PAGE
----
All law enforcement agencies face budget restraints today. Therefore, obtaining additional resources can present unavoidable burdens on localities. Funding can be obtained from a variety of sources, such as private citizens, churches, corporations, and civic organizations. All donations to Project Lifesaver are used for program equipment, rescues, and educational expenses.
“...the sheriff implemented the Safe Guard Program, which links emergency dispatchers with elderly residents via phone calls on a daily basis.”
Law enforcement leaders consistently search for and evaluate unique and innovative ways to protect and serve citizens in their communities. Often, groups of people with specific needs inspire private and public agencies to employ additional methods and programs to ensure residents’ safety.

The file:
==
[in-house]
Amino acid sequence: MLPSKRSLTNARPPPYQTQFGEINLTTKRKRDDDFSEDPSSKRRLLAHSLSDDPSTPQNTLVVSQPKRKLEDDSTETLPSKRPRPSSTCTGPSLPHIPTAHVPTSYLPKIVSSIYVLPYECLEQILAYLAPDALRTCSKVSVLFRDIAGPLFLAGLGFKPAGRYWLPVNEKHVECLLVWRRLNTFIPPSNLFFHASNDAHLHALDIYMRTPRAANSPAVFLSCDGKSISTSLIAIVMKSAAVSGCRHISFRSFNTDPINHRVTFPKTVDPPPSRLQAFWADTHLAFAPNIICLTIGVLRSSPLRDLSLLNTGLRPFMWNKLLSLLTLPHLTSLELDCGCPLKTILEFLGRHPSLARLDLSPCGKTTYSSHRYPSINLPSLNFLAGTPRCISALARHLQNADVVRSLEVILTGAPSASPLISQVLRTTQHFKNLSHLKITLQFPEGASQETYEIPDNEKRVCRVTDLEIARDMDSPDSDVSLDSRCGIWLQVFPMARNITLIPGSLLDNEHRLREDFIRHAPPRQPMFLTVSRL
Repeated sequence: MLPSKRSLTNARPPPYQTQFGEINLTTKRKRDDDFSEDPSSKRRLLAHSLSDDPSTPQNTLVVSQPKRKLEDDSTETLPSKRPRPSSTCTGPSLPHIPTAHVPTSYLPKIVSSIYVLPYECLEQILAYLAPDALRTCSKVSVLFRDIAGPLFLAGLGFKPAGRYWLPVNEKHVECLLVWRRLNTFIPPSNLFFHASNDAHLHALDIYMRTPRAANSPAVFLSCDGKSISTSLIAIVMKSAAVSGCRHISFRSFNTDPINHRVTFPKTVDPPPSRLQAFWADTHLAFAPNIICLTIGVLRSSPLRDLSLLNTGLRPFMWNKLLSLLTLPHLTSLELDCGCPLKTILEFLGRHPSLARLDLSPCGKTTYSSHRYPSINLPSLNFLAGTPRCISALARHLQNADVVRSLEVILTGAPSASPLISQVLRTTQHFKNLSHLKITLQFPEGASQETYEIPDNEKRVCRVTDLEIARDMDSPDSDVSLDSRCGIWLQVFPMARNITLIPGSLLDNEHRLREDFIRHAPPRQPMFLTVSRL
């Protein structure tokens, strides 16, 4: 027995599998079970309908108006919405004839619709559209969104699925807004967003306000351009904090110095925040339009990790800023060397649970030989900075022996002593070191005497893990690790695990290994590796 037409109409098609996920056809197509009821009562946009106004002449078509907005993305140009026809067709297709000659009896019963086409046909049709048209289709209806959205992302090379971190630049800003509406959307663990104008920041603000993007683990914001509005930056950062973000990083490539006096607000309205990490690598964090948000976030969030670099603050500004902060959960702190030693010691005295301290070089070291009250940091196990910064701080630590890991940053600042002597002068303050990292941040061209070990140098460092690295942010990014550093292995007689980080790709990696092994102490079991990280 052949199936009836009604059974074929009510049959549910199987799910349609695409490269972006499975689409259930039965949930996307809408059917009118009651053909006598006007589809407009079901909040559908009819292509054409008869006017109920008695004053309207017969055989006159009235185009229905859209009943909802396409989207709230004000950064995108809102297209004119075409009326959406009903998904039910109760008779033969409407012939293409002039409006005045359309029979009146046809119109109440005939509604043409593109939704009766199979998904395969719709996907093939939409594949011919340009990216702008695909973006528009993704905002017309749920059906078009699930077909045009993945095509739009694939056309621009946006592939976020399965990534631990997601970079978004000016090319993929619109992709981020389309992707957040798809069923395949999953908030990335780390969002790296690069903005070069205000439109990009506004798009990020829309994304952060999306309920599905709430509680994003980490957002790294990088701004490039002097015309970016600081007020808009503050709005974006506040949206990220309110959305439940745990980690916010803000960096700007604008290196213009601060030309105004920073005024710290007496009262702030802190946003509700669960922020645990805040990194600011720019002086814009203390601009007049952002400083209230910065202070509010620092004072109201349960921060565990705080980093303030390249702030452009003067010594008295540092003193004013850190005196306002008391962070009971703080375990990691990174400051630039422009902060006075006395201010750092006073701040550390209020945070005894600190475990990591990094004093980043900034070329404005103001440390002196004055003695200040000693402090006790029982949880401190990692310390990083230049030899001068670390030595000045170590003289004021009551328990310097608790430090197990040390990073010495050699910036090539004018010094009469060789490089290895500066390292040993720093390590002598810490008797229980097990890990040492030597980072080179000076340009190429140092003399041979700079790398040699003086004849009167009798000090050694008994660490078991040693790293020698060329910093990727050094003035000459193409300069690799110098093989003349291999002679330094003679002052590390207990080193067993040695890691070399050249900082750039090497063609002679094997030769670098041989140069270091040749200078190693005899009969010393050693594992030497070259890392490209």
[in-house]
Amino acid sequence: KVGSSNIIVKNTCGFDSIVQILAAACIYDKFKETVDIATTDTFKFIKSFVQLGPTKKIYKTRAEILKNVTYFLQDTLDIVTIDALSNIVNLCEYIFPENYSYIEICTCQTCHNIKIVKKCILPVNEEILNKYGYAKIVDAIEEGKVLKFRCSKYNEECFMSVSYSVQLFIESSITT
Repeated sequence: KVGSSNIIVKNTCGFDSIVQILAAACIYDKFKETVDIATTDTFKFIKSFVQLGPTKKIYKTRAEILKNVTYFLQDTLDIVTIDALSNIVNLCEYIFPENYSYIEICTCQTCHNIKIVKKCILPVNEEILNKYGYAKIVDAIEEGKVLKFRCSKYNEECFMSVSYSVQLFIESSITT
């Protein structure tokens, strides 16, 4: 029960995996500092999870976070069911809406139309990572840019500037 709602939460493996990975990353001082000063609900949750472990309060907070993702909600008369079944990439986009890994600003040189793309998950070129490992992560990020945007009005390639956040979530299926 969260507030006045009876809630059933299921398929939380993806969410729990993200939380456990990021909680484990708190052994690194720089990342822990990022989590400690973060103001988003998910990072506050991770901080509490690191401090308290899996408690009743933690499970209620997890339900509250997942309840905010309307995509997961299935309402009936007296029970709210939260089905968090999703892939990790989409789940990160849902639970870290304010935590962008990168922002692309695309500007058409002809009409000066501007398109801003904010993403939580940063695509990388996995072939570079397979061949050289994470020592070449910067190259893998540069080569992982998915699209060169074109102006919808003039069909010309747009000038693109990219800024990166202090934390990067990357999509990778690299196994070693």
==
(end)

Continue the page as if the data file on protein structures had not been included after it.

The Richmond County, Virginia, Sheriff’s Office and local citizens have discovered the numerous benefits to incorporating Project Lifesaver and the Safeguard Program to meet the challenges of protecting individuals with Alzheimer’s disease and related mentally dysfunctional disorders and guaranteeing the safety of elderly citizens. Proactive planning can prepare agencies if unfortunate scenarios of ARMD individuals wandering from their home or elderly residents who live alone becoming incapacitated occur in their jurisdiction. Most of all, having such resources and strategies in place not only may help provide families with a sense of security but save lives as well.
“...agencies participate in and develop programs based on the needs of their community.”